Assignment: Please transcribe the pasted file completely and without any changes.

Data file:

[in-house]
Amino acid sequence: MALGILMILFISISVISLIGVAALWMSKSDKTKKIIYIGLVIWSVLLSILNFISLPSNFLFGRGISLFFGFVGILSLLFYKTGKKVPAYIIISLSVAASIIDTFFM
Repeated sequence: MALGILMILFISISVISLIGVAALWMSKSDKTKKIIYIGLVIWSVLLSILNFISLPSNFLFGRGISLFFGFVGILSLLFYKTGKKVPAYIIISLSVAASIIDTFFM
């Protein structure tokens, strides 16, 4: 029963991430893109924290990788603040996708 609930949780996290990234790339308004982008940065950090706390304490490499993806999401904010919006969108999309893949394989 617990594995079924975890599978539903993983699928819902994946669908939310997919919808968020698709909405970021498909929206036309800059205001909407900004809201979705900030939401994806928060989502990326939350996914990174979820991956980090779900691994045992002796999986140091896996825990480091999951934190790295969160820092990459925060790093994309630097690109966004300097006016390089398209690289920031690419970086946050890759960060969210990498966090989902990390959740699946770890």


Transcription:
[in-house]
Amino acid sequence: MALGILMILFISISVISLIGVAALWMSKSDKTKKIIYIGLVIWSVLLSILNFISLPSNFLFGRGISLFFGFVGILSLLFYKTGKKVPAYIIISLSVAASIIDTFFM
Repeated sequence: MALGILMILFISISVISLIGVAALWMSKSDKTKKIIYIGLVIWSVLLSILNFISLPSNFLFGRGISLFFGFVGILSLLFYKTGKKVPAYIIISLSVAASIIDTFFM
């Protein structure tokens, strides 16, 4: 029963991430893109924290990788603040996708 609930949780996290990234790339308004982008940065950090706390304490490499993806999401904010919006969108999309893949394989 617990594995079924975890599978539903993983699928819902994946669908939310997919919808968020698709909405970021498909929206036309800059205001909407900004809201979705900030939401994806928060989502990326939350996914990174979820991956980090779900691994045992002796999986140091896996825990480091999951934190790295969160820092990459925060790093994309630097690109966004300097006016390089398209690289920031690419970086946050890759960060969210990498966090989902990390959740699946770890």